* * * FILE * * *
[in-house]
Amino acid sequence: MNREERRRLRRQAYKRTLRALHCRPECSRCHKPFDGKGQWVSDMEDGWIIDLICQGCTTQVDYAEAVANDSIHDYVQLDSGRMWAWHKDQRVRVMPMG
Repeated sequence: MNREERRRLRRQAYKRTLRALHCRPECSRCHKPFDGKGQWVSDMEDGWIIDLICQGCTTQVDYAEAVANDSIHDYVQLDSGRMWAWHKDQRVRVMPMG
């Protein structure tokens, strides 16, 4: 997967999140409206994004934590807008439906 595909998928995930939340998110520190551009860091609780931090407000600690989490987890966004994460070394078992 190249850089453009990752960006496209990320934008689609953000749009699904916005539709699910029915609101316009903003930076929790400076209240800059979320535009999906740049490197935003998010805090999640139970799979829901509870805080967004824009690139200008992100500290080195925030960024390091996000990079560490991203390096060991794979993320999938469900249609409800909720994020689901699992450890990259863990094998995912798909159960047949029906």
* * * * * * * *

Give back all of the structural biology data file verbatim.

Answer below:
[in-house]
Amino acid sequence: MNREERRRLRRQAYKRTLRALHCRPECSRCHKPFDGKGQWVSDMEDGWIIDLICQGCTTQVDYAEAVANDSIHDYVQLDSGRMWAWHKDQRVRVMPMG
Repeated sequence: MNREERRRLRRQAYKRTLRALHCRPECSRCHKPFDGKGQWVSDMEDGWIIDLICQGCTTQVDYAEAVANDSIHDYVQLDSGRMWAWHKDQRVRVMPMG
């Protein structure tokens, strides 16, 4: 997967999140409206994004934590807008439906 595909998928995930939340998110520190551009860091609780931090407000600690989490987890966004994460070394078992 190249850089453009990752960006496209990320934008689609953000749009699904916005539709699910029915609101316009903003930076929790400076209240800059979320535009999906740049490197935003998010805090999640139970799979829901509870805080967004824009690139200008992100500290080195925030960024390091996000990079560490991203390096060991794979993320999938469900249609409800909720994020689901699992450890990259863990094998995912798909159960047949029906």